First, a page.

Carey v. Wilkes-Barre ( 2011 )

  •                                                         NOT PRECEDENTIAL
                        FOR THE THIRD CIRCUIT
                                  No. 07-2226
               DENISE CAREY, and all similarly situated residents
                 of Wilkes-Barre who reside in the Heights area,
                      CITY OF WILKES-BARRE;
        THOMAS M. LEIGHTON, Individually and in his Official Capacity
                                  No. 09-4069
                               DENISE CAREY
                    CITY OF WILKES-BARRE;
    MAYOR THOMAS M. LEIGHTON, Individually and in his Official Capacity,
                 On Appeal from the United States District Court
                     for the Middle District of Pennsylvania
                 (D.C. Nos. 3-05-cv-02534 and 3-05-cv-02093)
                 District Judge: Honorable Thomas I. Vanaskie
                Submitted Pursuant to Third Circuit LAR 34.1(a)
                               January 6, 2011
        Before: AMBRO and FISHER, Circuit Judges, and SÁNCHEZ, * District Judge.
                                     (Filed: February 8, 2011)
                                   OPINION OF THE COURT
    FISHER, Circuit Judge.
           Denise Carey filed two civil rights suits against the City of Wilkes-Barre and its
    mayor, Thomas M. Leighton (collectively “defendants”), in the United States District
    Court for the Middle District of Pennsylvania. Carey filed a First Amendment retaliation
    claim against the defendants for initiating litigation and seeking attorneys’ fees and a
    substantive due process claim for closing a firehouse. The District Court dismissed
    Carey’s due process claim but permitted her First Amendment claim to proceed to trial,
    where a jury found in Carey’s favor and awarded damages. The District Court denied
    defendants’ motions for judgment as a matter of law and for a new trial. Both parties
    appealed, and we consolidated the cases.
           We find that the District Court’s rulings were not in error and will affirm.
           The Honorable Juan R. Sánchez, District Judge for the United States District
    Court for the Eastern District of Pennsylvania, sitting by designation.
           We write for the parties, who are familiar with the factual context and legal history
    of this case. Therefore, we will set forth only those facts necessary to our analysis.
           Carey was a vocal opponent of the decision of the City of Wilkes-Barre to close a
    fire station. She founded the Wilkes-Barre Citizens for Safety group to oppose the
    decision and filed petitions with the Election Bureau of Luzerne County seeking to
    amend the City’s Home Rule Charter to prevent the closing. The City filed a motion to
    set aside the petitions and sought attorneys’ fees. The Luzerne County Court of Common
    Pleas granted the motion and awarded fees of $11,056. Carey later appealed the award to
    the Commonwealth Court of Pennsylvania, which reversed the award of fees.
           Carey then filed two civil rights actions against the defendants. She filed a
    Section 1983 claim alleging First Amendment retaliation. The claim proceeded to trial,
    and the jury returned a verdict in favor of Carey, awarding her $2,000 in lost wages,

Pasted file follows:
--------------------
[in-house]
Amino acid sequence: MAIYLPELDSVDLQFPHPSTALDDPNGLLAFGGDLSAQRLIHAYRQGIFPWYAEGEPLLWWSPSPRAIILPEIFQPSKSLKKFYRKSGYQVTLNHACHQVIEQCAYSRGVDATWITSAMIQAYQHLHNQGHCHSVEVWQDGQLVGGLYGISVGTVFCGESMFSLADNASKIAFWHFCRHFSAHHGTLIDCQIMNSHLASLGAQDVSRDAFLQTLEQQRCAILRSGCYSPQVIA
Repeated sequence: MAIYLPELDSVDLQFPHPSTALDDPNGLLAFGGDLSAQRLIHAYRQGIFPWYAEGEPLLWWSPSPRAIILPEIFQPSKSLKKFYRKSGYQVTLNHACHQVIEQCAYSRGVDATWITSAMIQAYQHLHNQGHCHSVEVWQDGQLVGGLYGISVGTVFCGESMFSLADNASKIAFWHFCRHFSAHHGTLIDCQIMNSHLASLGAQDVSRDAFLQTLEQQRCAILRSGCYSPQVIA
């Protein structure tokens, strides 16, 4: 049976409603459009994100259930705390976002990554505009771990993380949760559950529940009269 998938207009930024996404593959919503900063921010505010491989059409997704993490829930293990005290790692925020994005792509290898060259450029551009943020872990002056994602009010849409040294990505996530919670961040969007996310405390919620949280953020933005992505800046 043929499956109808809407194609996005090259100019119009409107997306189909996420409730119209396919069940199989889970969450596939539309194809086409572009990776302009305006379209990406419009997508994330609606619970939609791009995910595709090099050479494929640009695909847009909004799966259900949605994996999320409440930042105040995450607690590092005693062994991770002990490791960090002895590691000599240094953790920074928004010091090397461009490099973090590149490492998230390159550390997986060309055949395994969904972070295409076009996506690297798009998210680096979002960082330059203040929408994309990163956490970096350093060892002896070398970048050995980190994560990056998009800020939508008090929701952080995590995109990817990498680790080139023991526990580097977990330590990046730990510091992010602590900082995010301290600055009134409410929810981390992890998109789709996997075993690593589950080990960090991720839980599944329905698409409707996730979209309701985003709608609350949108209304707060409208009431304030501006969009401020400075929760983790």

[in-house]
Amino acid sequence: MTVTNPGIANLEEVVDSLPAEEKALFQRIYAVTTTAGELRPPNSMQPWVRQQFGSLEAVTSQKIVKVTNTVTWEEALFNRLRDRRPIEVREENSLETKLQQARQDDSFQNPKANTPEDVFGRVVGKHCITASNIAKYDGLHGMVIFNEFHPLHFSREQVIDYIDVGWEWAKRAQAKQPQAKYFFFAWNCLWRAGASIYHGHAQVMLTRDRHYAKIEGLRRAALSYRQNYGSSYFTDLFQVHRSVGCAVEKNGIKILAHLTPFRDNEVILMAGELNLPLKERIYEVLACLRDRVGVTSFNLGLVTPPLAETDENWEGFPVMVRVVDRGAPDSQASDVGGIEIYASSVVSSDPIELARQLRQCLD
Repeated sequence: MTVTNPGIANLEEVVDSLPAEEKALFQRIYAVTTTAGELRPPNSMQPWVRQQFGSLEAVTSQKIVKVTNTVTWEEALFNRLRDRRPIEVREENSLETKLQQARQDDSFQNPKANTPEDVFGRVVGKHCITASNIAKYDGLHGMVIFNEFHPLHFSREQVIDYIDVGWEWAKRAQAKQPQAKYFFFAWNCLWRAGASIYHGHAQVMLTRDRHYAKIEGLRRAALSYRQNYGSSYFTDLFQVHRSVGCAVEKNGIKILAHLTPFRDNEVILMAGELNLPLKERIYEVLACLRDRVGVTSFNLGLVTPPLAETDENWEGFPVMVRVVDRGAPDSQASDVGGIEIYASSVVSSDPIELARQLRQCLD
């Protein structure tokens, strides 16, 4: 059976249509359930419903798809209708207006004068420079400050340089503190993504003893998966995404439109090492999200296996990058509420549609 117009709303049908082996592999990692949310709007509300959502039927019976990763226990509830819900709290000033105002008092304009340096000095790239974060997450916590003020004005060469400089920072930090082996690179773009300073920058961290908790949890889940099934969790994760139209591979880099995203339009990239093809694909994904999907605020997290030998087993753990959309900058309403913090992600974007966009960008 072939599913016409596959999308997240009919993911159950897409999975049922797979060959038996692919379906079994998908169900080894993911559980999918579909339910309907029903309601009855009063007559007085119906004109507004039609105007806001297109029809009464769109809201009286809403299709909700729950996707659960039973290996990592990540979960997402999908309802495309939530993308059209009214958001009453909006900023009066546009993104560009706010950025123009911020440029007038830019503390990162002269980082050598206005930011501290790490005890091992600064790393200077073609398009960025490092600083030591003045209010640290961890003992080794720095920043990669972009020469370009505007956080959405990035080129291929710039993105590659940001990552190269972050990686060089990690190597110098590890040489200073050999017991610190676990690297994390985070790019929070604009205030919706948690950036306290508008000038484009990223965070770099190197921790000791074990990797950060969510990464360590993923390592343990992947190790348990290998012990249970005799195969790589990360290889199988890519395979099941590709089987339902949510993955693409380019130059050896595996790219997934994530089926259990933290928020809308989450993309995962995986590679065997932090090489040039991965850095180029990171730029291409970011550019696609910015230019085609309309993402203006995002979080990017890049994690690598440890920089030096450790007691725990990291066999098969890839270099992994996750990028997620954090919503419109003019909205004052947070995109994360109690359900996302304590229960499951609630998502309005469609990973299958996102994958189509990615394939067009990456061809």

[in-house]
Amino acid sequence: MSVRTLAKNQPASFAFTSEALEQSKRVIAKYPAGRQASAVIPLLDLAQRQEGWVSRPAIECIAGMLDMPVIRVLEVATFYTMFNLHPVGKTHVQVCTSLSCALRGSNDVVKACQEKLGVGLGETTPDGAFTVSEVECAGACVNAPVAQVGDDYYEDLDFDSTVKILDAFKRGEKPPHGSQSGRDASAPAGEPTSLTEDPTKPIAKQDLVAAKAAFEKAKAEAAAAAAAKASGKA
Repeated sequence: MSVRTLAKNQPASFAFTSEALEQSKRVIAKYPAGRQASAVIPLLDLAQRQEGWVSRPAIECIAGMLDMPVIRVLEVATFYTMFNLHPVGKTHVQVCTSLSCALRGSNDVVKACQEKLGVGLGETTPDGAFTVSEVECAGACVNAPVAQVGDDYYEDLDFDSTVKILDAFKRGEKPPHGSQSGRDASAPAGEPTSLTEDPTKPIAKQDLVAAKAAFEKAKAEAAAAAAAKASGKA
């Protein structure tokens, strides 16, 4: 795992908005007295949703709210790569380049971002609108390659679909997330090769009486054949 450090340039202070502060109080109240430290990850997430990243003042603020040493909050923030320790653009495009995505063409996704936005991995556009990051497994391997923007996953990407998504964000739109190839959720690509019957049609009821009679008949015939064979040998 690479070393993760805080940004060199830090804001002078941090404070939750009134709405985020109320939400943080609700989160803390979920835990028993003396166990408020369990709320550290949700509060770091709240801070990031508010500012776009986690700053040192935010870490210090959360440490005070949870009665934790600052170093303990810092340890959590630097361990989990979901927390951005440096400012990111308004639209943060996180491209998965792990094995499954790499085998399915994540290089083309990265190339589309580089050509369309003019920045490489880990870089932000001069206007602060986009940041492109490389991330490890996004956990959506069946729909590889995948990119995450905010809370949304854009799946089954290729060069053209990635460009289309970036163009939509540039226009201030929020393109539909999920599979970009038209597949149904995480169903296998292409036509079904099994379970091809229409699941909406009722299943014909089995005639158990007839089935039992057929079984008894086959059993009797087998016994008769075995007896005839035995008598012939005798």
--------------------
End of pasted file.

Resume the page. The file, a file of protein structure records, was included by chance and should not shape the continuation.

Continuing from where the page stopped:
$15,000 for emotional distress, and $50,000 in punitive damages. The defendants filed a
    motion for judgment as a matter of law and a motion seeking a new trial. The District
    Court denied the motions, and defendants now appeal.
           Carey filed a second Section 1983 claim against the defendants alleging a
    violation of her substantive due process rights. She claimed that the closure of the
    firehouse constituted a state-created danger that threatened the residents. The District
    Court granted the defendants’ motion to dismiss, and Carey now appeals. 1
           We begin with Carey’s First Amendment retaliation claim. The defendants argue
    that the District Court erred in: denying their motion for judgment as a matter of law,
    instructing the jury as to Carey’s First Amendment claim and the timing of events, and
    denying defendants’ motion for a new trial.
           Defendants filed a motion for judgment as a matter of law objecting to the lack of
    direct evidence regarding the defendants’ motives for assessing fines against Carey. 2 Our
    review of a District Court’s denial of a motion for judgment as a matter of law is plenary.
    Trabal v. Wells Fargo Armored Servs. Corp., 
    269 F.3d 243
    , 249 (3d Cir. 2001). “More
    particularly, a judgment notwithstanding the verdict may be granted under Fed. R. Civ. P.
    50(b) only if, as a matter of law, the record is critically deficient of that minimum
    quantity of evidence from which a jury might reasonably afford relief.” Id. (internal
    quotations omitted). In exercising plenary review, we must not overturn the jury verdict
    unless the evidence lacked the minimum quantum of evidence upon which a jury could
    reasonably base its verdict. See Wittekamp v. Gulf & W., Inc., 
    991 F.2d 1137
    , 1141 (3d
              The District Court exercised jurisdiction pursuant to 28 U.S.C. § 1331. We have
    jurisdiction over these appeals pursuant to 28 U.S.C. § 1291.
              Carey asks that we consider the timeliness of the defendants’ motion for
    judgment as a matter of law to preserve the issue for appeal. The defendants’ motions
    were made after the presentation of the evidence and prior to the submission of the issue
    to a jury, and this issue was properly preserved for appeal.
    Cir. 1993). The facts must be viewed in the light most favorable to Carey, the non-
    moving party. Keith v. Truck Stops Corp. of Am., 
    909 F.2d 743
    , 745 (3d Cir. 1990).
             A retaliation claim consists of three elements. First, the plaintiff must engage in
    protected activity. Hill v. City of Scranton, 
    411 F.3d 118
    , 125 (3d Cir. 2005). Second,
    the protected activity must be a substantial factor motivating the government’s retaliatory
    action. Id. Third, the protected activity must be the cause of the retaliation. Id. An
    otherwise legitimate government action may be deemed unconstitutional retaliation.
    Anderson v. Davila,